I, like a great many others, left early to make the final pilgrimage back to the main stage for The Dave, and I was disappointed not to see the closing moments of The Black Crowes. For my part, I would rather have stayed, but with only three songs in the photo pit, I had to go or miss the main event. The crowd was enormous; easily the biggest of the festival, bigger even, for reasons unknown to me, than Tom Petty's audience. At ten minutes until show time, the crowd of people stretched from the stage all the way back to the Elk Tent stage, and blanketing the field from side to side. Even the photo pit was fuller than it had been for Petty, and we were lucky to get a square foot each to stand in.
Here I must make another confession. I've never been a Dave Matthews fan, but I've never really disliked him either. His early stuff is good, but only ever having listened to him on the radio, I was under the impression that all he ever sang about was having sex with some girl, and how much he enjoyed it. But like all good acts, the live show is a completely different animal. The first three songs (those in the pit were the only ones where I was close enough to actually see anything) were a veritable explosion of light, sound and dynamism. As with the Petty show, the Main stage was tricked out to the Nth degree, glowing with a cascade of multicolored lights and special effects that would make even George Lucas jealous. Again, the jammier side was on display, and there were moments when I'd come-to and realize that we were in the middle of a ten minute fiddle solo.
From my perspective, everything was green. The lone girl that I gave a ride home to, however, saw things a bit differently. She was a big Dave fan, and had come just on Sunday, and just for Dave Matthews, scalping a ticket for a mere $50, and then promptly losing the friends she had come with. "He's so corporate now," she said. "All the lights, and production, it felt a little phony. And I didn't feel like the band was really backing him up as much as they could have, they were all just a little off." I suppose it would probably take a hardcore fan to notice. Poppy though it may have been, I hadn't noticed the laxity she spoke of, and in fact was quite impressed with a live and in person Dave Matthews Band. Admittedly, I was most stoked when he was playing stuff I'd never heard before (again, only ever having heard DMB on the radio), and there were a handful of songs that were a little blah just because of their being overplayed to the extreme on Clear Channel radio. Music, though, is almost always better live, and even these songs, hyped up in the grand festival tradition, were tolerable, and even had me singing along on a few occasions.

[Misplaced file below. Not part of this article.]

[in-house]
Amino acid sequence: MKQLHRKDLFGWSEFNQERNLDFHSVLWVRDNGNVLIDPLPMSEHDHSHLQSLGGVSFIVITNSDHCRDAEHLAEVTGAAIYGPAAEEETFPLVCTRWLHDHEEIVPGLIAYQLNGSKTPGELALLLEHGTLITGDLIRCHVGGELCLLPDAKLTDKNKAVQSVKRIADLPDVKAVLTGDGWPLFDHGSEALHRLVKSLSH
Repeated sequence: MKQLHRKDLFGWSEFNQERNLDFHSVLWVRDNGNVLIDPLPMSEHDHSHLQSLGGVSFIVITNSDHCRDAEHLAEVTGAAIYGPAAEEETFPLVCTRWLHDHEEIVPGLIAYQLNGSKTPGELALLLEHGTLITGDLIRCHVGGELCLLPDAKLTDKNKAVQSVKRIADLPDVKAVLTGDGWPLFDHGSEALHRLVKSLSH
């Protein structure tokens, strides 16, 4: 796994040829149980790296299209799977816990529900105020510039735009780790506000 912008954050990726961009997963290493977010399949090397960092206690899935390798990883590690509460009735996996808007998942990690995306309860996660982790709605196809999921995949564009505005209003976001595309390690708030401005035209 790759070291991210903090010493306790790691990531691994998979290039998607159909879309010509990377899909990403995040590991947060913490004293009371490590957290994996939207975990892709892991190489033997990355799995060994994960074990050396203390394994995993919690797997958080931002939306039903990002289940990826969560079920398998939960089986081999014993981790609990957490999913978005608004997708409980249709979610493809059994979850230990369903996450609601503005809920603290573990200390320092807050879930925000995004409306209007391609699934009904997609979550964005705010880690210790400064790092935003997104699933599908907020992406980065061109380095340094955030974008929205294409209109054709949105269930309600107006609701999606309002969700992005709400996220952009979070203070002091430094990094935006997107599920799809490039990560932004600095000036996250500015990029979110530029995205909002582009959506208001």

I didn't have it in me to stay for the Rebel Alliance Jam, having already climaxed (musically), and sunk into the depths of exhaustion and a desire to sleep. I didn't even really need to listen to music on the drive home, as a weekend's worth of songs were swimming through my head, surfacing to my lips at random, and usually only for a verse or two. Then it was on to the next one, and the next, and so forth all the way home and into the morning. As much pain as lack of sleep on Sunday morning had caused me, I knew it would be double back at the office the next day, and yet, with all the energy from the festival running through my veins, it was nearly impossible to sleep. Mile High Year One was a success.
As a whole, I would say that everything was damn decent. A little more mainstream than some of the other summer festivals it may have been, but at the same time, all the small acts, the local acts, and the indie faves made up for the pop star headliners and corporate consumerism. Even the pop star headliners were damn good, and performed their hearts out for the exuberant masses. And it was clean. People make a mess, and the mess is always worse at high densities of people, but whoever was in charge of keeping up appearances was doing their job, and I was especially pleased to see the recycling and compost bins placed nearly every 100 ft, and even more pleased to see people actually use them. And the best part, I only had to drive for an hour to see throngs of high caliber musicians play in an atmosphere that brings out the best sides of people. I believe in the healing powers of music, and Mile High may have added years back onto my life.
I already find myself wondering how it will all go down this time next year!